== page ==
Hillcoat's film won't be the only "Road" winding into theaters. It and this, Sam Mendes' (almost) concurrently released follow-up to "Jarhead," call to mind the "Good" twins of 2006 (that would be Steven Soderbergh's "The Good German" and Robert De Niro's "The Good Shepherd," two former contender's that had viewers and Academy members doing a double-take). This one's got a lot more bang for it's buck, reteaming "Titanic" super couple Leo DiCaprio and Kate Winslet for the first time since the White Star Liner hit the bottom of the Atlantic. They star as a struggling couple who head to Paris to escape their troubles and the film presents a hard-to-swallow twist on the American dream. Given the marquee names of one of America's most celebrated dream teams, my guess is that audiences will gladly take a big gulp.

More exciting releases:

No, thanks:

Saturday, August 9, 2008

Gwyneth's Head Revisited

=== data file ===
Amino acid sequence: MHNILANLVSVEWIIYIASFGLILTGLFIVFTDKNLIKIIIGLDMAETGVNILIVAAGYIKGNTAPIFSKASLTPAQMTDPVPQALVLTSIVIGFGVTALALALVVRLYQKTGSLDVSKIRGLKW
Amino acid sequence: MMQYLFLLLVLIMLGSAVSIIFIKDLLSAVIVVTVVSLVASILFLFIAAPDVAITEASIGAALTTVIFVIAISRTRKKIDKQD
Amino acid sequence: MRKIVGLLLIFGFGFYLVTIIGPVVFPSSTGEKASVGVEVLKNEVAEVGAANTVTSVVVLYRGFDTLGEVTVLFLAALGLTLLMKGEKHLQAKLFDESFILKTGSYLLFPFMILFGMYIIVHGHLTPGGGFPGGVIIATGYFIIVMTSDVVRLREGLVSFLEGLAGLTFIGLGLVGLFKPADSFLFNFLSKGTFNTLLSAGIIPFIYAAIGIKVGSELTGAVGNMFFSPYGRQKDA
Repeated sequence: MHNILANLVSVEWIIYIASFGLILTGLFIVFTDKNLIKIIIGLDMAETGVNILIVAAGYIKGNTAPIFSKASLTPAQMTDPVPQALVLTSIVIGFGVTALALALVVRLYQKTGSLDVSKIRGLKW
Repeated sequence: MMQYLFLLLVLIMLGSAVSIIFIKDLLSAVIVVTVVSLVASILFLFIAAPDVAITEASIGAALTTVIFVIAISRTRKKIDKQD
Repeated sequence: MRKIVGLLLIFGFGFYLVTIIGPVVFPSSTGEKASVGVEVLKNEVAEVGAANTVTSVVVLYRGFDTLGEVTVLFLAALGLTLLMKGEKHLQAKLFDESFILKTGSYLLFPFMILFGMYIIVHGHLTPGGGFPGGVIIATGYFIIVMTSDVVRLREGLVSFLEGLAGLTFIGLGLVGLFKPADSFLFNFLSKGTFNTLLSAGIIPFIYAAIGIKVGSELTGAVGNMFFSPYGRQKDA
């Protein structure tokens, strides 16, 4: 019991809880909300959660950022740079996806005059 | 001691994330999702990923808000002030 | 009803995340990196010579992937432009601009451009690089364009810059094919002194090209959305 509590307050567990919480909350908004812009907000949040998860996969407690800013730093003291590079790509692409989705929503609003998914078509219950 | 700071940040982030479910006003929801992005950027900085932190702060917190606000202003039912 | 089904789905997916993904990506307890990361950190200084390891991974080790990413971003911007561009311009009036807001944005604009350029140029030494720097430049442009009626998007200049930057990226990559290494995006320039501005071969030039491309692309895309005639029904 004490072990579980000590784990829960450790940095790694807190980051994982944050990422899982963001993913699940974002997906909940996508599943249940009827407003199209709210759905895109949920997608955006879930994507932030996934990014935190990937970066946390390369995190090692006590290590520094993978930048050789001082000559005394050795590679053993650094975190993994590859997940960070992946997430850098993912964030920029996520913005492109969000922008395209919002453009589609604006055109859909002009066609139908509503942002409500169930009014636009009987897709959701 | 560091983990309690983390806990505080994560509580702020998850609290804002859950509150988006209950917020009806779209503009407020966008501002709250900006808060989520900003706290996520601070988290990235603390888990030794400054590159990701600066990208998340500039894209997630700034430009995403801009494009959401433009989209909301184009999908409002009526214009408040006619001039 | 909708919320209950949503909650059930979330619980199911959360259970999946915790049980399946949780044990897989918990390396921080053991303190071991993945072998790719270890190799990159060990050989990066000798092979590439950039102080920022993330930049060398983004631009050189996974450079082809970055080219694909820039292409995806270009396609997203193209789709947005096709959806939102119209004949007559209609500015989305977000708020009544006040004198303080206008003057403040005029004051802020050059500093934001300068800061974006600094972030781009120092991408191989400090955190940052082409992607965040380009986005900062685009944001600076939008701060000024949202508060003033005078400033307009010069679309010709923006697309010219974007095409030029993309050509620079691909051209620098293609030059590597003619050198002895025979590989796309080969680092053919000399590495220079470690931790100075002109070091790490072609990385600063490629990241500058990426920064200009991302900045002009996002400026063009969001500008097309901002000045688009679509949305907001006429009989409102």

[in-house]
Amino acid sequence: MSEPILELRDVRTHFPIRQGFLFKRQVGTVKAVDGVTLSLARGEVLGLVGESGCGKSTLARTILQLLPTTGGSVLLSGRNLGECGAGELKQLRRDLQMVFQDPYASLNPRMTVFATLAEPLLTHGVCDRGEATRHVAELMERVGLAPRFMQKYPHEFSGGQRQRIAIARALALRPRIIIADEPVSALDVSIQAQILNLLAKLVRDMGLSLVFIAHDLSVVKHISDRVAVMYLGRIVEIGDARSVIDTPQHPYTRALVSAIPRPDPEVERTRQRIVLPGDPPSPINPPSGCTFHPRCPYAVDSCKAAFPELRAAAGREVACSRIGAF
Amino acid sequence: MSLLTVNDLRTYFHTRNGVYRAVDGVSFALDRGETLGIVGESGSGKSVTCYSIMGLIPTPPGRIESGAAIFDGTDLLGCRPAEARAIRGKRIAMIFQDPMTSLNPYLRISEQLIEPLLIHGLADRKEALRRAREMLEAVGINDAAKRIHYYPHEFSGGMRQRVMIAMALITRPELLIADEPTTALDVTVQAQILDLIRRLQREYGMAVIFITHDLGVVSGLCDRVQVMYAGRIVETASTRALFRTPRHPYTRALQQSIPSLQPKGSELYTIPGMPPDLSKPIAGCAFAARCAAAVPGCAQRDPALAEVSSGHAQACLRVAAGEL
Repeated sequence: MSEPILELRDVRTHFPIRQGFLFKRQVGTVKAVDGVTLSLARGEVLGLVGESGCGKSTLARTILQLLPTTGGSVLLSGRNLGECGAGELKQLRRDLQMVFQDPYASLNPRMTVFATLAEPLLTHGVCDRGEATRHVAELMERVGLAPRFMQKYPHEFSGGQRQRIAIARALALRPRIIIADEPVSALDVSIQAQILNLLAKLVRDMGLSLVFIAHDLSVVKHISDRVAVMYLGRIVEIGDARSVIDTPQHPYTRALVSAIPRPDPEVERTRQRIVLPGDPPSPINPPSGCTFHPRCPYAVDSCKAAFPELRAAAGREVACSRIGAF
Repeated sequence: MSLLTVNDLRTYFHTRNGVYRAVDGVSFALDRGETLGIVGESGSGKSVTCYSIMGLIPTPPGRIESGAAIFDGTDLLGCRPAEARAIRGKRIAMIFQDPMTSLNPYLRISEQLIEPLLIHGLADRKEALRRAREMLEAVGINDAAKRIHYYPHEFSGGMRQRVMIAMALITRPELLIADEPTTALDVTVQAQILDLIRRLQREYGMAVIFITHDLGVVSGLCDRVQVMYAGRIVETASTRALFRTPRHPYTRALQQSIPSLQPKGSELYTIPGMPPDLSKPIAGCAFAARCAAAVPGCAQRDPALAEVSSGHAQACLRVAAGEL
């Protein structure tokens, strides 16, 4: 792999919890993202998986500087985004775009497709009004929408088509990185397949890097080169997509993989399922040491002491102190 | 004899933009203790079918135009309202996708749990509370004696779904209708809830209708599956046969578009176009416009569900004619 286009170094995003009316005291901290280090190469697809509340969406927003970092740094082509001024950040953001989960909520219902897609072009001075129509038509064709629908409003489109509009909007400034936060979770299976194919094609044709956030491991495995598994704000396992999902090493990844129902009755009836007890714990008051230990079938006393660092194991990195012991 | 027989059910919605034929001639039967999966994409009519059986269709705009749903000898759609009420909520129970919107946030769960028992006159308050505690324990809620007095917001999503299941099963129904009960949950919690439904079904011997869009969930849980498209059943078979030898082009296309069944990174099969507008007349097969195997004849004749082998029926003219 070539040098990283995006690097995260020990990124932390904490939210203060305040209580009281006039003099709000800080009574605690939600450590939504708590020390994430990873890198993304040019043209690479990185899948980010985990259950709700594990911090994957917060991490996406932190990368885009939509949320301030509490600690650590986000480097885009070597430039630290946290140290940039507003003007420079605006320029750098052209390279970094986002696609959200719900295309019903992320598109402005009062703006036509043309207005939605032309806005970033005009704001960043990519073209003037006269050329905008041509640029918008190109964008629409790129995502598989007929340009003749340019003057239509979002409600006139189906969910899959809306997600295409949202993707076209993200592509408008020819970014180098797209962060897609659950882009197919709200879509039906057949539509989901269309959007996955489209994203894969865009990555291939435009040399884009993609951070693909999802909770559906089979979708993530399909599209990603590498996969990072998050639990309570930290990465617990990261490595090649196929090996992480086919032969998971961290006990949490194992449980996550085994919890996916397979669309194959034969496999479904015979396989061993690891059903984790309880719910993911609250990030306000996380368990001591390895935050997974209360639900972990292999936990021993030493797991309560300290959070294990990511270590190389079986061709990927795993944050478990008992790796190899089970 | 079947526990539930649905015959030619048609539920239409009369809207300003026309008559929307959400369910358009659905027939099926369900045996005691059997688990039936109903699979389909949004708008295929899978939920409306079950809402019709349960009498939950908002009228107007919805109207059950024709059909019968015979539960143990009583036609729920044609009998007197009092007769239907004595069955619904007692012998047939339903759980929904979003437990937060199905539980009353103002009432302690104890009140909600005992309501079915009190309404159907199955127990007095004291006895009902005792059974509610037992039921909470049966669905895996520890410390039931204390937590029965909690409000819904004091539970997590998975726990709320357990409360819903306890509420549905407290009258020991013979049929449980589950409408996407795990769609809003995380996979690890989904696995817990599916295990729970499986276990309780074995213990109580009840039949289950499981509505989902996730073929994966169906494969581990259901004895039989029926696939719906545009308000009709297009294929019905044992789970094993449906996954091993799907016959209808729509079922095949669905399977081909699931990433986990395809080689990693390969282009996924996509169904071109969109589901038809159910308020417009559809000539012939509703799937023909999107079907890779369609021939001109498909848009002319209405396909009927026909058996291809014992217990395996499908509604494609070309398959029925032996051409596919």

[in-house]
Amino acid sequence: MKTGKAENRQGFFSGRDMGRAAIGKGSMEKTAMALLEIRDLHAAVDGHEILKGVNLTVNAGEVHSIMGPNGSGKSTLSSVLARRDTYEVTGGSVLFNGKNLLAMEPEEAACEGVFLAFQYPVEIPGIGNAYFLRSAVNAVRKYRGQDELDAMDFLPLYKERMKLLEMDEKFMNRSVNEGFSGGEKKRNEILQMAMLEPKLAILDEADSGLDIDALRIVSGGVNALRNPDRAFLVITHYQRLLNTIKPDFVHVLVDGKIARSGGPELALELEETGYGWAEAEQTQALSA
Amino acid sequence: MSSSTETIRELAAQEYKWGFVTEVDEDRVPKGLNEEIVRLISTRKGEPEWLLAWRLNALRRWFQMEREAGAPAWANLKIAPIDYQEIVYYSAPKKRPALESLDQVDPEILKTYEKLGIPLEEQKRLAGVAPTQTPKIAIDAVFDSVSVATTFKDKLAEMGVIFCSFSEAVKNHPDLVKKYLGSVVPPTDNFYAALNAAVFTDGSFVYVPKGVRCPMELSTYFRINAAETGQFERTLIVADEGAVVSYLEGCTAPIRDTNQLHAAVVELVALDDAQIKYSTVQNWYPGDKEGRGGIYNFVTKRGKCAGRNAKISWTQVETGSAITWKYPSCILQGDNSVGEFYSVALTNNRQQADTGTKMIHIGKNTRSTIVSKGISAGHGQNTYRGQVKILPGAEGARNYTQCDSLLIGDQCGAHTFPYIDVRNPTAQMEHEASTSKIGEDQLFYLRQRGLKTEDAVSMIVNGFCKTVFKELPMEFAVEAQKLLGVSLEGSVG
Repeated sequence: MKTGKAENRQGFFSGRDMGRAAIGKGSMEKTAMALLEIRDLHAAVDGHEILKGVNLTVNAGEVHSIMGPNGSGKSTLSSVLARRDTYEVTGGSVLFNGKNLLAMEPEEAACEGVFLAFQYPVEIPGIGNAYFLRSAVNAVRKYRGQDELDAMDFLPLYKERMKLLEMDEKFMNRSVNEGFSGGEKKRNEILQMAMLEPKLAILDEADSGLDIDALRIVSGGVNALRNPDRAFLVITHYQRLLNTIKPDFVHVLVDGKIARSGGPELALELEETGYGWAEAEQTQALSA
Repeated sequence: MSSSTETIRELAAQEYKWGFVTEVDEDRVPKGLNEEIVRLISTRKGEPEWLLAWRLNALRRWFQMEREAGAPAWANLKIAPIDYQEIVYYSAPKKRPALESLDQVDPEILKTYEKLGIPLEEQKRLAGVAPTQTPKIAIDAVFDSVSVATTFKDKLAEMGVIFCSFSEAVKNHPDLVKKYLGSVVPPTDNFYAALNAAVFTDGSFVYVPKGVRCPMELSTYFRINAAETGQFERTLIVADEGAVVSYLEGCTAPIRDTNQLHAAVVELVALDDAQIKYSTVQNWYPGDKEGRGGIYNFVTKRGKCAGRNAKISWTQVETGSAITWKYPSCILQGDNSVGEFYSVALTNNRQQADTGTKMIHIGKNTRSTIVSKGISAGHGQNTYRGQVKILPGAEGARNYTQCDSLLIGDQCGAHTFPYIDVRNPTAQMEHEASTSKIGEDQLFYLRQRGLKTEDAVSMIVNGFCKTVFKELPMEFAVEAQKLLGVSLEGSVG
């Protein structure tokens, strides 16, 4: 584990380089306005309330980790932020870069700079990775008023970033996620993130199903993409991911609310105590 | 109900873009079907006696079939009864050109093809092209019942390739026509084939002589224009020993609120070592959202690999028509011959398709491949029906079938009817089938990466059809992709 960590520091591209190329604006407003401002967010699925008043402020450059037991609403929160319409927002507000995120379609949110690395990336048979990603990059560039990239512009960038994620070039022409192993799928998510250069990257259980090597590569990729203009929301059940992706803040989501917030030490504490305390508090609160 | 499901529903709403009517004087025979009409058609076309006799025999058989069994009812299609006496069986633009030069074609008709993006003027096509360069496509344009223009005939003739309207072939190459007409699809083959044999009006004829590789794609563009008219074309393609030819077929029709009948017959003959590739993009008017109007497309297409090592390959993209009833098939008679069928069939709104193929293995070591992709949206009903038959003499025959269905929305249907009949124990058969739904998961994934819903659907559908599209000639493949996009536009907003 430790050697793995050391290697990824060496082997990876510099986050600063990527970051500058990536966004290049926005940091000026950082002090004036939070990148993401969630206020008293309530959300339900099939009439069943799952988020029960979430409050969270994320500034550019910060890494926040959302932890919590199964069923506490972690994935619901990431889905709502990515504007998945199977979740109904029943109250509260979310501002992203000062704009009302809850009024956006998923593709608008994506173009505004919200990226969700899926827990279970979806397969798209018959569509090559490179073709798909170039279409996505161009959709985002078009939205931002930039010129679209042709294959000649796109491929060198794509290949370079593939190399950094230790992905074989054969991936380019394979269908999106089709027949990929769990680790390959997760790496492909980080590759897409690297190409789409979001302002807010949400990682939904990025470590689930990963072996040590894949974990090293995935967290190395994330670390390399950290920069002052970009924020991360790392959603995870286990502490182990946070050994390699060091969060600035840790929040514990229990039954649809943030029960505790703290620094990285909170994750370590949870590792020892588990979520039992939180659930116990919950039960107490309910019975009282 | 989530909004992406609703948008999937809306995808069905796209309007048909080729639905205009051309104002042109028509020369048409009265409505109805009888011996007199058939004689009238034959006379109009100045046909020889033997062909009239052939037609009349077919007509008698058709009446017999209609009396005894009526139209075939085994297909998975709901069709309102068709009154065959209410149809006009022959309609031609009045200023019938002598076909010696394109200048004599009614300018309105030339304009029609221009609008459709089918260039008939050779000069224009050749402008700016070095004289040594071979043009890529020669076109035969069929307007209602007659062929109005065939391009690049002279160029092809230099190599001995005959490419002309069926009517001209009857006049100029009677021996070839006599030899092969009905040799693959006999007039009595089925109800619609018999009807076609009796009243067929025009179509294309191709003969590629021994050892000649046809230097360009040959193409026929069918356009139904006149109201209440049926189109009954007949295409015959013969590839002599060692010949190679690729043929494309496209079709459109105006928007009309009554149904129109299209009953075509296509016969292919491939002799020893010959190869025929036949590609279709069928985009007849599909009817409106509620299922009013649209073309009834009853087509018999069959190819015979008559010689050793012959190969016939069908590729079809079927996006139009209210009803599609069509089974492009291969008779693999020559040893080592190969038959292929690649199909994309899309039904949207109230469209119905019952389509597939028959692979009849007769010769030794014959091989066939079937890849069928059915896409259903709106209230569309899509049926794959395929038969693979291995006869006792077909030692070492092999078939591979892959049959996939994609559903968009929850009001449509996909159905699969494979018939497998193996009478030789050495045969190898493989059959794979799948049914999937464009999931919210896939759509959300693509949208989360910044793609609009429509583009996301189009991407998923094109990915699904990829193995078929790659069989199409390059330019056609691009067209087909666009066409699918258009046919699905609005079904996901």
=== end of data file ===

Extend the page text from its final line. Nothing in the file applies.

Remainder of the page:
"I took a souvenir -- her pretty head."
- eerily ardent, biblically inspired serial killer, John Doe (Kevin Spacey), during the mildly surprising, twist ending of "Se7en" (1995).

I went ahead and took the liberty of delivering a spoiler here, since, before last week, I was sure that everyone had seen David Fincher's iconic thriller in which Mr. Doe offs (or provokes the death/punishment of), you got it -- seven people, with each murder themed after which of the seven deadly sins (greed, lust, sloth, wrath, pride, gluttony, envy) the victim had committed in life.

I recently (I told you, last week) rewatched the film with someone who (I told you) had never seen it. He was underwhelmed with the ending, claiming that it was not the least bit shocking, too easy, and that there wasn't enough of a an emotional connection between Det. David Mills (Brad Pitt), who takes the sin of wrath by exacting revenge on Mr. Doe, and his wife, Tracy (Gwyneth Paltrow), whose aforementioned head ends up in a cardboard box. I agreed and I didn't.